Tree Brewing: from small acorns, big oaks

Put it this way: If Labatt and Molson are the Canadian brewing industry's equivalent of big Hollywood blockbusters, then Tree Brewing of Kelowna, B.C. is a no-budget indie feature. And if that sounds like a lopsided match-up...well, remember The Blair Witch...

Put it this way: If Labatt and Molson are the Canadian brewing industry’s equivalent of big Hollywood blockbusters, then Tree Brewing of Kelowna, B.C. is a no-budget indie feature. And if that sounds like a lopsided match-up…well, remember The Blair Witch Project?

For a tiny West Coast brewery with an annual advertising budget of $20,000-$30,000 – at most – this four-year-old company has succeeded in making a surprising amount of noise. Sales have grown steadily, and Tree’s edgy advertising has garnered both accolades and condemnation.

This year marks something of a turning point, as the brewery embarks on a number of major marketing initiatives. In addition to reformulating its brews, Tree plans to establish a new division dedicated to activities such as product development and online marketing. And, next month, it will undertake a highly unusual product launch, in partnership with one of this country’s hottest ad agencies.

Tree Brewing was founded in 1995 by Geoff Twyman, an Alberta native who moved to Kelowna after earning a biology degree from the University of Calgary. Twyman began working at Cedar Creek Estate Winery, and went on to start a company that provided testing products and services to the burgeoning B.C. wine industry.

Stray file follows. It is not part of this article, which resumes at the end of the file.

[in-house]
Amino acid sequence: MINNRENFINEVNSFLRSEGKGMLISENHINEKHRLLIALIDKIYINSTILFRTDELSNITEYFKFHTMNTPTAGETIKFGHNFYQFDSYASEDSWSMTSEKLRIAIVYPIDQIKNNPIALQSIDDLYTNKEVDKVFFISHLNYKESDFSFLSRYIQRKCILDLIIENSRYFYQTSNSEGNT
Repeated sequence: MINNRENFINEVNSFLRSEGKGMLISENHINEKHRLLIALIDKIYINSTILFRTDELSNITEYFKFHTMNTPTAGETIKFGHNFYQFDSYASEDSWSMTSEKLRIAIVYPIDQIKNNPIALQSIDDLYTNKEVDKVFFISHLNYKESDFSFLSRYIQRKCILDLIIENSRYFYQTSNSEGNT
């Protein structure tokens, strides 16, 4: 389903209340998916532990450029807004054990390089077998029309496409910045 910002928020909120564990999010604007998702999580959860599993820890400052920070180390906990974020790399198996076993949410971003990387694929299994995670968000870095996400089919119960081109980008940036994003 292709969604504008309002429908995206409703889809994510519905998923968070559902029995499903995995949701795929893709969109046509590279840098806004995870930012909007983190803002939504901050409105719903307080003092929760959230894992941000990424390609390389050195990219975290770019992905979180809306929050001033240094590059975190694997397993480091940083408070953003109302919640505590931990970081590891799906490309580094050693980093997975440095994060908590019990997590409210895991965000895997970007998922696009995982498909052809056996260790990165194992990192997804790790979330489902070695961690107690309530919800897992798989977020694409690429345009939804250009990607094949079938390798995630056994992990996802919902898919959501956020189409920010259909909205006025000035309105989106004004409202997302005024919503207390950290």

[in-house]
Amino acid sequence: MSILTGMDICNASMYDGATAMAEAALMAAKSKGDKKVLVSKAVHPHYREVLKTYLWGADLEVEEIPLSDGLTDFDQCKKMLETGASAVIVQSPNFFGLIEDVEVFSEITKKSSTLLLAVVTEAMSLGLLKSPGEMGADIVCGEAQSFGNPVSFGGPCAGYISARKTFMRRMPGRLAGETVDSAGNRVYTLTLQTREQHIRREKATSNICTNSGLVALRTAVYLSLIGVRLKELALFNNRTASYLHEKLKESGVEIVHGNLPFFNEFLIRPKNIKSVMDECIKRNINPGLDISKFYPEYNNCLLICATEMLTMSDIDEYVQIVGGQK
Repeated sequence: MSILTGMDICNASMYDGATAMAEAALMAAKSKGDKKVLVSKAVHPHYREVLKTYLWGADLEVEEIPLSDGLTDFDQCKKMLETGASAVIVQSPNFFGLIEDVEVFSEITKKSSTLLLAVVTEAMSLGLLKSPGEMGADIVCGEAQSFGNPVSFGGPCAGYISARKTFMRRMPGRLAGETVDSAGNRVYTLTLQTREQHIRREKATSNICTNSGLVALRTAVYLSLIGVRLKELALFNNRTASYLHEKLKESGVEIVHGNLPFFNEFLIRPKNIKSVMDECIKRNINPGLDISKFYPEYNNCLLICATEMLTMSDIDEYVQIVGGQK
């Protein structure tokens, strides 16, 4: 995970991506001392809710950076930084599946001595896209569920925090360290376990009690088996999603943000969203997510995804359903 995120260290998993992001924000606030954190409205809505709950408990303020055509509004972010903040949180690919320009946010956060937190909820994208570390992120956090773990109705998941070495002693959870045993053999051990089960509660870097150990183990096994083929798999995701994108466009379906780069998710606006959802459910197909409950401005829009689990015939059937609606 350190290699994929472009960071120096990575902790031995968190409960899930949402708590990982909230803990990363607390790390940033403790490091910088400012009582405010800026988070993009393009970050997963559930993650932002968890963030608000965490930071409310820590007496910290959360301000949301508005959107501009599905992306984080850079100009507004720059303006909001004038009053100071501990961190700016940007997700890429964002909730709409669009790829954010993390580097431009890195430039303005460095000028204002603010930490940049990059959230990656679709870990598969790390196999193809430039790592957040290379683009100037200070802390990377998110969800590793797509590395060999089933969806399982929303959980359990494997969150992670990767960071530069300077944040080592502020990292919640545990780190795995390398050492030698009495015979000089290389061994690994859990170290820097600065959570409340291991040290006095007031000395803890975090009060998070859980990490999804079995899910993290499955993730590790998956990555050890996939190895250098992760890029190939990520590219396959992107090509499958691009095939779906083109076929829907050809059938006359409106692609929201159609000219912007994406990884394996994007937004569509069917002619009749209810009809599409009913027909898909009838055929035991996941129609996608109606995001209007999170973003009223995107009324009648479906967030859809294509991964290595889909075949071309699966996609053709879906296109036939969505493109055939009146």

Soon after, he noted that the craft brewing business was flourishing in the province – the growth rate was around 25% a year – and decided to start a microbrewery of his own.

Today, Tree Brewing produces 7,500 hectolitres annually – a volume that Twyman hopes to increase to 9,000 this year – and markets a roster of products that includes Tree Pale Ale, Tree Blonde Lager, Red Ale and the company’s best-seller, Amber Ale.

While Tree has never had much money to throw around on advertising, Twyman was able to get some unpaid assistance in the past from Vancouver-based Palmer Jarvis DDB, thanks to his old high-school friend Marc Stoiber, who was a member of the agency’s creative department at the time.

Tree advertising produced at Palmer Jarvis has earned honours in both the Lotus Awards and the Marketing Awards. (It also succeeded in generating publicity in B.C. and Alberta, after the brewery was compelled to drop a couple of more provocative executions, notably a print ad that included some fairly, um, frank discussion about the G-spot.)